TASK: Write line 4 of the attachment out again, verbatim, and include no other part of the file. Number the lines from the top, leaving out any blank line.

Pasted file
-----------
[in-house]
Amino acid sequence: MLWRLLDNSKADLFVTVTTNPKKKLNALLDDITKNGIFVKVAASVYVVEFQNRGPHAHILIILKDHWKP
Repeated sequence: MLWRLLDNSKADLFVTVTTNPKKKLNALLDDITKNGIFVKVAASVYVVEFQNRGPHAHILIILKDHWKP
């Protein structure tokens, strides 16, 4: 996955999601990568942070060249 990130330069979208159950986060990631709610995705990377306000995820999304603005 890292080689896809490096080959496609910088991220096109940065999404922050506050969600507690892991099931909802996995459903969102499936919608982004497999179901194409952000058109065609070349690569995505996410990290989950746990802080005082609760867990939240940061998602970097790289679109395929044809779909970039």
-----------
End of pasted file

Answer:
């Protein structure tokens, strides 16, 4: 996955999601990568942070060249 990130330069979208159950986060990631709610995705990377306000995820999304603005 890292080689896809490096080959496609910088991220096109940065999404922050506050969600507690892991099931909802996995459903969102499936919608982004497999179901194409952000058109065609070349690569995505996410990290989950746990802080005082609760867990939240940061998602970097790289679109395929044809779909970039």